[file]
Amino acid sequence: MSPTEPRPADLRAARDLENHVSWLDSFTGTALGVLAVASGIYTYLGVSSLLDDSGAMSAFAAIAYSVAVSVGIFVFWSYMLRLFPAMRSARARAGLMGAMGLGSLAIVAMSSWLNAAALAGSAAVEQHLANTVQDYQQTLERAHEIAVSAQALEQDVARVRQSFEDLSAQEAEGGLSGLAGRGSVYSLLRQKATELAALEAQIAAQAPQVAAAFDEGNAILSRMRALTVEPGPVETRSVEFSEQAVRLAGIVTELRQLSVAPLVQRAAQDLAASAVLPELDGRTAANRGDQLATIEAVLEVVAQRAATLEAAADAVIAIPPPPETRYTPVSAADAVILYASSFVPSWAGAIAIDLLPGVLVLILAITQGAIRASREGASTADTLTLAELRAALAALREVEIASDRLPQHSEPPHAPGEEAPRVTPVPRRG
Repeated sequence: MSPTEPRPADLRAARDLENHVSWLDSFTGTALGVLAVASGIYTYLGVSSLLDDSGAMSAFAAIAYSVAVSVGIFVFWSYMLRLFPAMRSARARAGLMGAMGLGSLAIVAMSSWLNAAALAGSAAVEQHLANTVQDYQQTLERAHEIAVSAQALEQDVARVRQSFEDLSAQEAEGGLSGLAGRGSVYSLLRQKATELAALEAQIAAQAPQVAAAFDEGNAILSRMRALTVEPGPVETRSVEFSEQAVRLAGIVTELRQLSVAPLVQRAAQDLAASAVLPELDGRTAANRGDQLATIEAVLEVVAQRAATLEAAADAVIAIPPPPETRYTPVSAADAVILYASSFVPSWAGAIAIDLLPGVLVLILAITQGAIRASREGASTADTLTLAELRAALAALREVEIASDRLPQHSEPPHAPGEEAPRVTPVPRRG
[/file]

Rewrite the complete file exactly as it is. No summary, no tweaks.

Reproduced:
Amino acid sequence: MSPTEPRPADLRAARDLENHVSWLDSFTGTALGVLAVASGIYTYLGVSSLLDDSGAMSAFAAIAYSVAVSVGIFVFWSYMLRLFPAMRSARARAGLMGAMGLGSLAIVAMSSWLNAAALAGSAAVEQHLANTVQDYQQTLERAHEIAVSAQALEQDVARVRQSFEDLSAQEAEGGLSGLAGRGSVYSLLRQKATELAALEAQIAAQAPQVAAAFDEGNAILSRMRALTVEPGPVETRSVEFSEQAVRLAGIVTELRQLSVAPLVQRAAQDLAASAVLPELDGRTAANRGDQLATIEAVLEVVAQRAATLEAAADAVIAIPPPPETRYTPVSAADAVILYASSFVPSWAGAIAIDLLPGVLVLILAITQGAIRASREGASTADTLTLAELRAALAALREVEIASDRLPQHSEPPHAPGEEAPRVTPVPRRG
Repeated sequence: MSPTEPRPADLRAARDLENHVSWLDSFTGTALGVLAVASGIYTYLGVSSLLDDSGAMSAFAAIAYSVAVSVGIFVFWSYMLRLFPAMRSARARAGLMGAMGLGSLAIVAMSSWLNAAALAGSAAVEQHLANTVQDYQQTLERAHEIAVSAQALEQDVARVRQSFEDLSAQEAEGGLSGLAGRGSVYSLLRQKATELAALEAQIAAQAPQVAAAFDEGNAILSRMRALTVEPGPVETRSVEFSEQAVRLAGIVTELRQLSVAPLVQRAAQDLAASAVLPELDGRTAANRGDQLATIEAVLEVVAQRAATLEAAADAVIAIPPPPETRYTPVSAADAVILYASSFVPSWAGAIAIDLLPGVLVLILAITQGAIRASREGASTADTLTLAELRAALAALREVEIASDRLPQHSEPPHAPGEEAPRVTPVPRRG